Robotic Partial Nephrectomy for Tumors that Invade Sinus Fat (Video)

Achieving local cancer control without radical nephrectomy

By Jihad Kaouk, MD

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In this era of robotic surgery, indications for partial nephrectomy (PN) are being widened to more complex renal masses.

In this video, we provide technical hints for achieving local cancer control during transperitoneal robotic PN (RPN) for T3 tumors that invade the sinus fat.


Our refined robotic technique entails a thorough examination of preoperative imaging and intraoperative renal ultrasound. Excision of the tumor is planned in such a way to shift retraction to the sinus fat. Such retraction allows for delineation of the fat involved with the tumor versus normal sinus fat away from the tumor.

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We base our enthusiasm for this technique on a study of masses that underwent RPN at our institution. Of the 1,497 renal masses, 512 were suspected to have sinus fat invasion (RENAL score 3 for nearness to the sinus). Of these, 69 (13.5 percent) had pT3a tumor involving sinus fat at final pathology, representing the analyzed cohort. Twenty-four robotic transperitoneal PN were performed by our refined technique described in this video and 45 PNs were performed by our standard institutional technique.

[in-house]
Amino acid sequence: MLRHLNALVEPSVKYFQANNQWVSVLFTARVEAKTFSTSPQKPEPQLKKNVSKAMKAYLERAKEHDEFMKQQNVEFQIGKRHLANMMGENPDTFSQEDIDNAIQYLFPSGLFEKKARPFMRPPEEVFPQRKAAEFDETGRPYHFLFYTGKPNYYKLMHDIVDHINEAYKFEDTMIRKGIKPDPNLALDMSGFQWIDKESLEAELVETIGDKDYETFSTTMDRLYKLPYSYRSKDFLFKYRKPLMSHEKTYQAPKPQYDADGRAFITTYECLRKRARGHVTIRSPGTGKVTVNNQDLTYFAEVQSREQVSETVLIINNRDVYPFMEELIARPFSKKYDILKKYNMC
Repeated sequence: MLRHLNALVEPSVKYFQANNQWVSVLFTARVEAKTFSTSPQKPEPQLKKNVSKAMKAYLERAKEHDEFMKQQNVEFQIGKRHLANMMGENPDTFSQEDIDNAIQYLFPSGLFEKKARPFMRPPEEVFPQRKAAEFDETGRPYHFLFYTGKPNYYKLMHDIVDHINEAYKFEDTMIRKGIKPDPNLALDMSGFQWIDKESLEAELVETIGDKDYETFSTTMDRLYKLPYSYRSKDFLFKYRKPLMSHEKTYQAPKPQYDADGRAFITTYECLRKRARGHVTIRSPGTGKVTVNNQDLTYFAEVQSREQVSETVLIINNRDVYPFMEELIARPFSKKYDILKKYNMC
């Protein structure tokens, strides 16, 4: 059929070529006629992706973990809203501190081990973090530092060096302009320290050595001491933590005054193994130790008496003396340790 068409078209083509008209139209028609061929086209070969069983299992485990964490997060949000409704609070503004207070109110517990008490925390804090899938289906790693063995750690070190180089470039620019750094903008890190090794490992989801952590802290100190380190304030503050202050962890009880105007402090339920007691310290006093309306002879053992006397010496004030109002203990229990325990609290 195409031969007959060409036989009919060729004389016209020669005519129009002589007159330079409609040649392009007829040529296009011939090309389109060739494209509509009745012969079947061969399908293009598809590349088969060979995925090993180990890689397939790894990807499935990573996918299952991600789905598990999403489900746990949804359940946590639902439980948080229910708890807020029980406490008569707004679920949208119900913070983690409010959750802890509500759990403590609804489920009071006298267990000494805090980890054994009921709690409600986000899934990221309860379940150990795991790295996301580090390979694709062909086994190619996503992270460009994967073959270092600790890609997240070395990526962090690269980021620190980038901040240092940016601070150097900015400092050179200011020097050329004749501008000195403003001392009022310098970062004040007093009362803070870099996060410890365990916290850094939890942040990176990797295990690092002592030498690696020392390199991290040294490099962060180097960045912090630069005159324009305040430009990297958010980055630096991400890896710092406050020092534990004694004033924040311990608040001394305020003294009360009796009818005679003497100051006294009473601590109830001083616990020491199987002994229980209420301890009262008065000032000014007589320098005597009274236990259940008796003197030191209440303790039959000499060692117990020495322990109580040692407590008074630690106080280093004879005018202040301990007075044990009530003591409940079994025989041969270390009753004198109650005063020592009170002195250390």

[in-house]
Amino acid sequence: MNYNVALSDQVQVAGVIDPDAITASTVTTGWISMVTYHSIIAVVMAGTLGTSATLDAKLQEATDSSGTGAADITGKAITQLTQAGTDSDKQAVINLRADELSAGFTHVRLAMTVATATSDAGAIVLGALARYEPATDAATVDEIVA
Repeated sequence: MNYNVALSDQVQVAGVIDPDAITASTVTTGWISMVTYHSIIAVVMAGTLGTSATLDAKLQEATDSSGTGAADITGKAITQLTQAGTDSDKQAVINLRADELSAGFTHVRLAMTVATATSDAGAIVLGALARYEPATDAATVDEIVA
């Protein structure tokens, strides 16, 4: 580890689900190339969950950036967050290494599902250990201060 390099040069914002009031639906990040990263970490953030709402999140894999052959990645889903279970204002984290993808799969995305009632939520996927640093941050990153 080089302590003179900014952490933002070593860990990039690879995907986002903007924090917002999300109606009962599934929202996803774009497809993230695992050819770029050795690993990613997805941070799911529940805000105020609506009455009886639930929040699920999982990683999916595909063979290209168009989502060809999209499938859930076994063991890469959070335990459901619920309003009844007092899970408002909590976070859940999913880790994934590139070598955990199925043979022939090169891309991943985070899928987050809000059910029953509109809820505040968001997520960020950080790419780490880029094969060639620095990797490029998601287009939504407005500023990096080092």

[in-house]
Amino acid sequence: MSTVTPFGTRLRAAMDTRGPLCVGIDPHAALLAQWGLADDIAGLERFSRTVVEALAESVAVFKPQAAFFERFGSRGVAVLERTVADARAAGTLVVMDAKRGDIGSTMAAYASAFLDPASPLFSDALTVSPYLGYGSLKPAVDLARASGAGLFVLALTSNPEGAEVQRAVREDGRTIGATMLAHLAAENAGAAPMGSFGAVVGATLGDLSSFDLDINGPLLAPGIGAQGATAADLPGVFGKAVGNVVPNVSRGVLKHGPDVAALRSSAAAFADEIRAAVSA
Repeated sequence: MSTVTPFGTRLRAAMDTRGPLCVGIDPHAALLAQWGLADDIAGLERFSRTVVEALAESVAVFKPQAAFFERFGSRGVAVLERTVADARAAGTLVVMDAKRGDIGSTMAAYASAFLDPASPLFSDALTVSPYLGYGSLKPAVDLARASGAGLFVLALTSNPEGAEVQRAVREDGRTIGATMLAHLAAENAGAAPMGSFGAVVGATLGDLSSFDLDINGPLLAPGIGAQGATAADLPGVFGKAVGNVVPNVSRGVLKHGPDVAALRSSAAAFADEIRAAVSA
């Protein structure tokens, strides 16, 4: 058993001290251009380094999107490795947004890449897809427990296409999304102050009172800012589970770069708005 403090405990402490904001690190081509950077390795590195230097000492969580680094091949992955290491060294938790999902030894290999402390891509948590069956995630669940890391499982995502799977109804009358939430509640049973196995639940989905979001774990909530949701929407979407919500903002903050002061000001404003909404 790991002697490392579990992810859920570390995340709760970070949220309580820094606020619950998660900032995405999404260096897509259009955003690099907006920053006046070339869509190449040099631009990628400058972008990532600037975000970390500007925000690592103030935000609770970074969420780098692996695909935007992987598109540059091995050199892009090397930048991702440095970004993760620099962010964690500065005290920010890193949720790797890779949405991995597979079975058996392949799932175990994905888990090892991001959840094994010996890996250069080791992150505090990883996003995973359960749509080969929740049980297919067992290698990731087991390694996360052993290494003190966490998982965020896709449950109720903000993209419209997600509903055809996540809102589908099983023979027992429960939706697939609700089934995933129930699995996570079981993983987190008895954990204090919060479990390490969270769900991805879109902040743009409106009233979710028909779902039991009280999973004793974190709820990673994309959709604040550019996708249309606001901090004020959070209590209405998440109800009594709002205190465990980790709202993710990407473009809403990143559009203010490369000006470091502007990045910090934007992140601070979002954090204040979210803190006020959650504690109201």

Overall positive surgical margin (PSM) rate for the analyzed cohort (69 patients) was 11.6 percent. In patients operated on by our standard technique, the PSM rate was higher (0 percent versus 17.8 percent, P = 0.031). We were able to practically eliminate positive margins by refining our technique (P = 0.031). In patients operated on with the revised robotic technique presented on this video, trifecta achievement (no positive margins, no complications and excellent kidney function) was even higher compared to the standard technique (54.2 percent versus 20 percent, P = 0.005).

Differences in PSMs were not reflected in early oncological outcomes. Retrospective analysis and limited follow-up represent study limitations.

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With consistent experience in robotic surgery, optimal cancer control can be achieved with this customized robotic approach, especially in cases when tumors involve the renal sinus, which would otherwise require a radical nephrectomy.

Clinical fellow Juan Garisto, MD, and research fellow Riccardo Bertolo, MD, assisted in the production of this video.